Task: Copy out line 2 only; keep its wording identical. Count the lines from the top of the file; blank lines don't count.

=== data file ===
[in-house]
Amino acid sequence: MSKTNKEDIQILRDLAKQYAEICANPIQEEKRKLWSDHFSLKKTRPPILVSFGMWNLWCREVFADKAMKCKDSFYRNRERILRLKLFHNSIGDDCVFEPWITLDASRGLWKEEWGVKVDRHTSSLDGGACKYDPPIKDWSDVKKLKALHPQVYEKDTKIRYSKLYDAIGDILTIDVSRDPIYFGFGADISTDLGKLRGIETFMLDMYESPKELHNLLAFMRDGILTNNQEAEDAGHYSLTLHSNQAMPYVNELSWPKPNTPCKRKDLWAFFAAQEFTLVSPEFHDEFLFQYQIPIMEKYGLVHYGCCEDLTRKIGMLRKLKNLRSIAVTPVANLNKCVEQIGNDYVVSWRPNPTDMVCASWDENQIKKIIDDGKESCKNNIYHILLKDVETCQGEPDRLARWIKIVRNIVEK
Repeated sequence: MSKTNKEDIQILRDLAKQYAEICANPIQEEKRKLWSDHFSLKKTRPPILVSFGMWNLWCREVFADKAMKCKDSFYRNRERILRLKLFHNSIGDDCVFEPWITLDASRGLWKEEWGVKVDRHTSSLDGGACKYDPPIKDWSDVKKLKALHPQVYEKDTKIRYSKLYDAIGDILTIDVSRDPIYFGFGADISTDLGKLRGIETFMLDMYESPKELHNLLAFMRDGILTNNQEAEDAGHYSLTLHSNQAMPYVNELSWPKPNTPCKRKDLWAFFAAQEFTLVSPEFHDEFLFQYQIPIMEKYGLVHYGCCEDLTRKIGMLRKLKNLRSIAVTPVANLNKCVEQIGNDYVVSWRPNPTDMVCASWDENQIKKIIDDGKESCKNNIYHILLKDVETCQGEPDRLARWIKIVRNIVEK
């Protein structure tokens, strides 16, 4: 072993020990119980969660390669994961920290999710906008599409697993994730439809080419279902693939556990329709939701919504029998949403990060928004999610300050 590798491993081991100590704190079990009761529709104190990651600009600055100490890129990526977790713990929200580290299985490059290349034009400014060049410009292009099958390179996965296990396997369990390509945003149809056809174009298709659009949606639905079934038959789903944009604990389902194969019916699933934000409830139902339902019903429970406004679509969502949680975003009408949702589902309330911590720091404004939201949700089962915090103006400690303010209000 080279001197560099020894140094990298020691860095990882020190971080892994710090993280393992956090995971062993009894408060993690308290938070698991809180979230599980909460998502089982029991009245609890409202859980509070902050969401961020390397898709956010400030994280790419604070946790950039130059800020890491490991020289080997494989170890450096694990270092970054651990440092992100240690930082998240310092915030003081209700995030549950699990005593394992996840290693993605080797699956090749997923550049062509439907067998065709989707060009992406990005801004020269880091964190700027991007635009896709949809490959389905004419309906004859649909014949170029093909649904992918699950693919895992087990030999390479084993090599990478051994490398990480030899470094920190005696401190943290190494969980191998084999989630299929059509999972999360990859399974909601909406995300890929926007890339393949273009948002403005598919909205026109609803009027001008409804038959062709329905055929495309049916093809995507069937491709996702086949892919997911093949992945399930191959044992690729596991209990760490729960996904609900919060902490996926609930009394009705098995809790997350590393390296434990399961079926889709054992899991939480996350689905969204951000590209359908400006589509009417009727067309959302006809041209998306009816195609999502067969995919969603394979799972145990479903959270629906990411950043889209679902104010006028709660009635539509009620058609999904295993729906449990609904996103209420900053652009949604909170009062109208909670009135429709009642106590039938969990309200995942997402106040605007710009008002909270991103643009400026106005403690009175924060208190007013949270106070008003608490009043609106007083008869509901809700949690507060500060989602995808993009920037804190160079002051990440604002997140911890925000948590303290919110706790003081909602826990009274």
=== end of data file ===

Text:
Amino acid sequence: MSKTNKEDIQILRDLAKQYAEICANPIQEEKRKLWSDHFSLKKTRPPILVSFGMWNLWCREVFADKAMKCKDSFYRNRERILRLKLFHNSIGDDCVFEPWITLDASRGLWKEEWGVKVDRHTSSLDGGACKYDPPIKDWSDVKKLKALHPQVYEKDTKIRYSKLYDAIGDILTIDVSRDPIYFGFGADISTDLGKLRGIETFMLDMYESPKELHNLLAFMRDGILTNNQEAEDAGHYSLTLHSNQAMPYVNELSWPKPNTPCKRKDLWAFFAAQEFTLVSPEFHDEFLFQYQIPIMEKYGLVHYGCCEDLTRKIGMLRKLKNLRSIAVTPVANLNKCVEQIGNDYVVSWRPNPTDMVCASWDENQIKKIIDDGKESCKNNIYHILLKDVETCQGEPDRLARWIKIVRNIVEK